If you or someone you love is the victim of a personal injury accident, you likely have many questions about your legal rights, your options and what you can do to move forward. At Karns and Karns, we are always here to help victims and their loved ones. We are here to help answer your questions and give your family the support you need. Here are some of the most common questions we are asked:
I was just in a car accident. What should I do?
First, get to a safe place and assess if anyone is injured. Next, call police and ask for a police report to be completed. Finally, get medical attention as soon as possible, even if your accident seems “minor”.
The person who hit me doesn’t have insurance. What now?
State law requires all drivers to have at least minimum coverage. Check with your insurance carrier to see if your policy include uninsured motorist (UM) coverage. If not, talk to a lawyer right away.
What happens if I am partially at fault for an accident?
California observes a comparative fault rule. Generally speaking, if you are 50 percent or less at fault for your injuries you can still pursue compensation against the other responsible party.
Do I really need a lawyer to file a claim for me?
You may be able to handle an insurance claim just fine on your own. However, if you plan to pursue damages through a personal injury lawsuit, your best bet is to work with a lawyer who knows how this process works.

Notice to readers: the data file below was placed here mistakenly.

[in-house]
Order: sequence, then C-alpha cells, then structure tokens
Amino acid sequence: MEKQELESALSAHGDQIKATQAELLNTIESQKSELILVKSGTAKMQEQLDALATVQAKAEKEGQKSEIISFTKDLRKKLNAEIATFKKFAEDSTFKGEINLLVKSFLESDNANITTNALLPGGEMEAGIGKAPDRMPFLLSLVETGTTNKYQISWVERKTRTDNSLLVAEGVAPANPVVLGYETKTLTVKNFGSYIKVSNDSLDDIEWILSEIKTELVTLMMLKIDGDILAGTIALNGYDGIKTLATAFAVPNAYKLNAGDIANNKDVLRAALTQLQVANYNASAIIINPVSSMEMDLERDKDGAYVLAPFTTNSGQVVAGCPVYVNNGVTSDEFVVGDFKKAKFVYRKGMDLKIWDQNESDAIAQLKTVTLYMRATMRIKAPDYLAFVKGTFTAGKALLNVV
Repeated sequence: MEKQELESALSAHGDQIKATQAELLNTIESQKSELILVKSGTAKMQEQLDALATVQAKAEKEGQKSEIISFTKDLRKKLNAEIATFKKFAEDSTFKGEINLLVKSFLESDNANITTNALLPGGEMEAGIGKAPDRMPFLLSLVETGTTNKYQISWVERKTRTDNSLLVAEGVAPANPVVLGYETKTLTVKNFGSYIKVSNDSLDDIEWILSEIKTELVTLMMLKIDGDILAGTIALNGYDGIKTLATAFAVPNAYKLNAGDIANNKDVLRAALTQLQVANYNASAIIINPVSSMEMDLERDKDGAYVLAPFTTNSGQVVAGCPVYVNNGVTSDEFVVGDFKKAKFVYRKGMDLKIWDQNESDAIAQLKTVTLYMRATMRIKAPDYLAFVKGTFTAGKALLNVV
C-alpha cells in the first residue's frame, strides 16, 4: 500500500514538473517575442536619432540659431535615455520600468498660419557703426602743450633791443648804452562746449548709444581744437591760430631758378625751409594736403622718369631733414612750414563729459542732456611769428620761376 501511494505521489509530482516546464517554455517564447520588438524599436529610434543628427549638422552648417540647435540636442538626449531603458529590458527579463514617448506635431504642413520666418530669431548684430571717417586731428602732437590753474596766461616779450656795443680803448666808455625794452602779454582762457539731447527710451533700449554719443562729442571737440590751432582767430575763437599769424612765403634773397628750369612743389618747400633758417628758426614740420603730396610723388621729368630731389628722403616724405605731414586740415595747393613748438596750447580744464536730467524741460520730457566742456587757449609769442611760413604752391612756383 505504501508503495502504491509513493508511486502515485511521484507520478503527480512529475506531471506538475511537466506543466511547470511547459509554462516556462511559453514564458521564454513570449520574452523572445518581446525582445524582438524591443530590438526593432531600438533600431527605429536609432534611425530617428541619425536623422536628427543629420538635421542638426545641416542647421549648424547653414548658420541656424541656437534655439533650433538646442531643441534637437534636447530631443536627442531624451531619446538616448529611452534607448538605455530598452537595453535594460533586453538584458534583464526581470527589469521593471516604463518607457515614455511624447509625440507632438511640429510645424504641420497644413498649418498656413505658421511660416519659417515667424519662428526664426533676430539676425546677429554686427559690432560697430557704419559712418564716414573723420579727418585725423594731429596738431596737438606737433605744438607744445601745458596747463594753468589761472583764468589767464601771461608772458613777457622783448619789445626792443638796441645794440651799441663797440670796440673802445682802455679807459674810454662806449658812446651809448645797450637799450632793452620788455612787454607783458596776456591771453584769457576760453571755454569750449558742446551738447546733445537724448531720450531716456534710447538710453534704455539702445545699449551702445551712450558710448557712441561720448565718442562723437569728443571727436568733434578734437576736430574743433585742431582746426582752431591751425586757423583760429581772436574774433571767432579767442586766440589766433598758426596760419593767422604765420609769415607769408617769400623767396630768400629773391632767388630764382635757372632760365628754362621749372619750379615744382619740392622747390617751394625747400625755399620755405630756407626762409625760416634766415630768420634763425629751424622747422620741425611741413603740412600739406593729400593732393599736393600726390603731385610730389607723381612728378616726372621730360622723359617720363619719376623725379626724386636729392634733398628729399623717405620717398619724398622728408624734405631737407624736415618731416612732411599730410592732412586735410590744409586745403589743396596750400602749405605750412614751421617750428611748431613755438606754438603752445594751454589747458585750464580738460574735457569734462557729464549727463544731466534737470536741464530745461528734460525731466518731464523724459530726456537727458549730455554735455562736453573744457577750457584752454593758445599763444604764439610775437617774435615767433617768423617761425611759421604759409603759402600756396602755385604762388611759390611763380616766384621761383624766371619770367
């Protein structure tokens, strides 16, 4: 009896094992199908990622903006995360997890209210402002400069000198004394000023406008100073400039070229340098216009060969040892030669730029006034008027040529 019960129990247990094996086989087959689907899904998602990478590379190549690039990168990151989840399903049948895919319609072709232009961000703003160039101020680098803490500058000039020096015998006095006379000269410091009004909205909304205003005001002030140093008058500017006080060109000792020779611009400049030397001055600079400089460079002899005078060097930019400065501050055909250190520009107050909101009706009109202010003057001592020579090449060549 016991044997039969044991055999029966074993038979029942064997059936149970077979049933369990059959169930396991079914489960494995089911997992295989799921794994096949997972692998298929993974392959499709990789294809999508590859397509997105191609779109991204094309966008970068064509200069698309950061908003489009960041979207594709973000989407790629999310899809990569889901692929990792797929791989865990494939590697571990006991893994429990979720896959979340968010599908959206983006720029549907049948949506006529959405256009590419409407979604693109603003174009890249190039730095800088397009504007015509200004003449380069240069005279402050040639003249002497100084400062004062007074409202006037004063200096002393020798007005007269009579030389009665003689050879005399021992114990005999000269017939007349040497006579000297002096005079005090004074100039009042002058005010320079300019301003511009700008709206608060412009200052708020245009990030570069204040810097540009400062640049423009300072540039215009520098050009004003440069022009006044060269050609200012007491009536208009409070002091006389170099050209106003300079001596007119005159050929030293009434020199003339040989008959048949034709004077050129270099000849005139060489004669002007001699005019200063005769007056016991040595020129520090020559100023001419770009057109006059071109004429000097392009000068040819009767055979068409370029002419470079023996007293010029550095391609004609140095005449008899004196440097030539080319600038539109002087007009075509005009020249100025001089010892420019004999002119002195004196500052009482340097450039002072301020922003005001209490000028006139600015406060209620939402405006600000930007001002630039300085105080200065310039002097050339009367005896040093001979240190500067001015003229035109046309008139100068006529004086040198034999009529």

What are “damages”?
Damages is the legal term for what you have lost in the accident. Damages include medical expenses, lost wages, property damage, etc.
Is there a time limit for filing a personal injury claim?
Yes. The time limit is called the statute of limitations. In California, most personal injury claims will fall under a two-year statute of limitations. That means you have two years from the date of the injury or death to file a lawsuit.
What if I can’t afford to pay for a lawyer?
Most personal injury lawyers, including the team at Karns & Karns work on a contingency fee basis. That means that you pay nothing up front for representation. Instead, you and your lawyer will agree to an amount (usually a percentage), and that amount will be deducted from your verdict or settlement amount if your case is successful. If your case is not successful, then you owe the lawyer or law firm nothing.